The Island of Dr. Moreau
by H. G. Wells
Character Role Analysis
Montgomery and Prendick
Montgomery plays foil to Prendick, but he's not a straightforward one. He's not the exact opposite of Prendick, nor is he his cell-by-cell clone. These similarities and differences mean Montgomery and Prendick's relationship shifts up and down throughout the story—almost like the waves of the ocean that surrounds them.
For example, Prendick is a teetotaler at first—meaning he won't touch alcohol with a twenty-nine-and-a-half foot pole and hasn't since birth (6.23). In contrast, Montgomery drinks like brandy is liquid life support. It's likely he consumes the way he does because of some deeply imbedded mental anguish—either by helping Moreau in his quest, his mysterious past, or both. Prendick eventually does want a drink after his first run-in with Leopard Man. Montgomery not only provides the brandy but finds "satisfaction" in doing so (10.5). This is an instance of how Montgomery influences Prendick.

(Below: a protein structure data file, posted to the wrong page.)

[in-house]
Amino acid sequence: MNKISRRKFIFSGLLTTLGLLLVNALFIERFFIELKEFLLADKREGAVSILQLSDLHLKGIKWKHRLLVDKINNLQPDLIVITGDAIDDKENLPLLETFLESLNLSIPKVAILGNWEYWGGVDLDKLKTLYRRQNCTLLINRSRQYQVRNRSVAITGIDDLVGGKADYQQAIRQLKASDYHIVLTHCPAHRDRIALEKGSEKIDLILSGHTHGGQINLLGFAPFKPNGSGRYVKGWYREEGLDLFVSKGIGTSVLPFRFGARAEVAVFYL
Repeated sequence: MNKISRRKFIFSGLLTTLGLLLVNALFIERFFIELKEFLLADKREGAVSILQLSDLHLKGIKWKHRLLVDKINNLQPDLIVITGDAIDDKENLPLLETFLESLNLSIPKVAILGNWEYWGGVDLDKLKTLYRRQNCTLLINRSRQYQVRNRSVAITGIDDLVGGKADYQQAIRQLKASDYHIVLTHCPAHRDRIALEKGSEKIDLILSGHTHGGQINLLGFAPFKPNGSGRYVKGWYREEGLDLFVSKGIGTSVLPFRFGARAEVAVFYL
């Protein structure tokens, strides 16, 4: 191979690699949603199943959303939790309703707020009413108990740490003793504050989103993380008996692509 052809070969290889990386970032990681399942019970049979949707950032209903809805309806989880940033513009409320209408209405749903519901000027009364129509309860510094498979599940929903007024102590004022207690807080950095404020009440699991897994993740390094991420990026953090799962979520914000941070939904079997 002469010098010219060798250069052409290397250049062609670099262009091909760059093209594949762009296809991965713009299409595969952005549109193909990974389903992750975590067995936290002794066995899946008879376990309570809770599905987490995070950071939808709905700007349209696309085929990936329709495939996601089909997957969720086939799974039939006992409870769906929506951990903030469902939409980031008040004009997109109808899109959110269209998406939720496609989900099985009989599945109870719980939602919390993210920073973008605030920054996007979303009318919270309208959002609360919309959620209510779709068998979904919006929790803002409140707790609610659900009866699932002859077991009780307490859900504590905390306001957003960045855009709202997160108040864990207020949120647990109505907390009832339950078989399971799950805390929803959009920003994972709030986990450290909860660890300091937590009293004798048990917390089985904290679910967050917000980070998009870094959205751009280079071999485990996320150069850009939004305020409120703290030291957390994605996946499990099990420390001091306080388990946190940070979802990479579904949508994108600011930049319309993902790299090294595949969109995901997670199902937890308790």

Another example is how Montgomery pities and even cares for the Beast Folk. Prendick is likewise affected by Montgomery's regarding the Beast Folk "as almost normal human beings" and begins treating the Beast Folk more favorably. After Montgomery's death, Prendick takes less of a liking to all of the Beast Folk save for Dog Man and the sloth creature. By the end of the novel, Prendick can't even enjoy the company of his fellow human beings (a development more in line with Moreau than Montgomery).